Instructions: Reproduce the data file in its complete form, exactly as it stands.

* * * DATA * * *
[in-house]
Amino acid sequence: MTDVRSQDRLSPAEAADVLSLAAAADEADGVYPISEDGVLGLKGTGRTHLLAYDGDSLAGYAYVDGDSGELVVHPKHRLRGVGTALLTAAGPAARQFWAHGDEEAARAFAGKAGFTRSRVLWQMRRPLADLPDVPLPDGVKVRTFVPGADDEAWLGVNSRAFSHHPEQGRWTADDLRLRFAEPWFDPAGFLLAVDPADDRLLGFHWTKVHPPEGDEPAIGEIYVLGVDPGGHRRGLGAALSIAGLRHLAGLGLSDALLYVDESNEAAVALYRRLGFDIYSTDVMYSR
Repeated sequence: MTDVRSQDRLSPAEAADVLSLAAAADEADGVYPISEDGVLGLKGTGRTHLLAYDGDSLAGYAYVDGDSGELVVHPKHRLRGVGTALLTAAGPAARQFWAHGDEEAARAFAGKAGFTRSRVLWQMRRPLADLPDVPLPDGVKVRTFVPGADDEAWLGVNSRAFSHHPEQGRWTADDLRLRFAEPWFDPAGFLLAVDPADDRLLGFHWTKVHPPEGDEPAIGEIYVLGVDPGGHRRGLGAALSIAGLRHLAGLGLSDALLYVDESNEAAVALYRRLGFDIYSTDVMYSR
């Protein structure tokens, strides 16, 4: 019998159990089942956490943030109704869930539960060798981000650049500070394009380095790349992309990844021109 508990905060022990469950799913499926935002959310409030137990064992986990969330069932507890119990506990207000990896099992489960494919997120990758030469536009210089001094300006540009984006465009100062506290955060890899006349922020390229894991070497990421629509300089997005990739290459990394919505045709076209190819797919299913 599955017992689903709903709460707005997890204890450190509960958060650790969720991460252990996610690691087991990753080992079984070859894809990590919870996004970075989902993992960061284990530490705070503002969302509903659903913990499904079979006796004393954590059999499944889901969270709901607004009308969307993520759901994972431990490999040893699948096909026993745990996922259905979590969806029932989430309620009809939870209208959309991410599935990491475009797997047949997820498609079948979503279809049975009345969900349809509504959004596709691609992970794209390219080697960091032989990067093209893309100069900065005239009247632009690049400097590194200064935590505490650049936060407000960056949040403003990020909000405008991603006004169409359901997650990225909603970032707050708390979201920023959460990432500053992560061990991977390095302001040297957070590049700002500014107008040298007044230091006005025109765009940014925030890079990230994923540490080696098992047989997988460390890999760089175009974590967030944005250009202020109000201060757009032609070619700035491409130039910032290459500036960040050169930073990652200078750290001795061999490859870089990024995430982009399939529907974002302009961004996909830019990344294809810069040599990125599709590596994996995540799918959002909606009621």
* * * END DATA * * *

[in-house]
Amino acid sequence: MTDVRSQDRLSPAEAADVLSLAAAADEADGVYPISEDGVLGLKGTGRTHLLAYDGDSLAGYAYVDGDSGELVVHPKHRLRGVGTALLTAAGPAARQFWAHGDEEAARAFAGKAGFTRSRVLWQMRRPLADLPDVPLPDGVKVRTFVPGADDEAWLGVNSRAFSHHPEQGRWTADDLRLRFAEPWFDPAGFLLAVDPADDRLLGFHWTKVHPPEGDEPAIGEIYVLGVDPGGHRRGLGAALSIAGLRHLAGLGLSDALLYVDESNEAAVALYRRLGFDIYSTDVMYSR
Repeated sequence: MTDVRSQDRLSPAEAADVLSLAAAADEADGVYPISEDGVLGLKGTGRTHLLAYDGDSLAGYAYVDGDSGELVVHPKHRLRGVGTALLTAAGPAARQFWAHGDEEAARAFAGKAGFTRSRVLWQMRRPLADLPDVPLPDGVKVRTFVPGADDEAWLGVNSRAFSHHPEQGRWTADDLRLRFAEPWFDPAGFLLAVDPADDRLLGFHWTKVHPPEGDEPAIGEIYVLGVDPGGHRRGLGAALSIAGLRHLAGLGLSDALLYVDESNEAAVALYRRLGFDIYSTDVMYSR
């Protein structure tokens, strides 16, 4: 019998159990089942956490943030109704869930539960060798981000650049500070394009380095790349992309990844021109 508990905060022990469950799913499926935002959310409030137990064992986990969330069932507890119990506990207000990896099992489960494919997120990758030469536009210089001094300006540009984006465009100062506290955060890899006349922020390229894991070497990421629509300089997005990739290459990394919505045709076209190819797919299913 599955017992689903709903709460707005997890204890450190509960958060650790969720991460252990996610690691087991990753080992079984070859894809990590919870996004970075989902993992960061284990530490705070503002969302509903659903913990499904079979006796004393954590059999499944889901969270709901607004009308969307993520759901994972431990490999040893699948096909026993745990996922259905979590969806029932989430309620009809939870209208959309991410599935990491475009797997047949997820498609079948979503279809049975009345969900349809509504959004596709691609992970794209390219080697960091032989990067093209893309100069900065005239009247632009690049400097590194200064935590505490650049936060407000960056949040403003990020909000405008991603006004169409359901997650990225909603970032707050708390979201920023959460990432500053992560061990991977390095302001040297957070590049700002500014107008040298007044230091006005025109765009940014925030890079990230994923540490080696098992047989997988460390890999760089175009974590967030944005250009202020109000201060757009032609070619700035491409130039910032290459500036960040050169930073990652200078750290001795061999490859870089990024995430982009399939529907974002302009961004996909830019990344294809810069040599990125599709590596994996995540799918959002909606009621």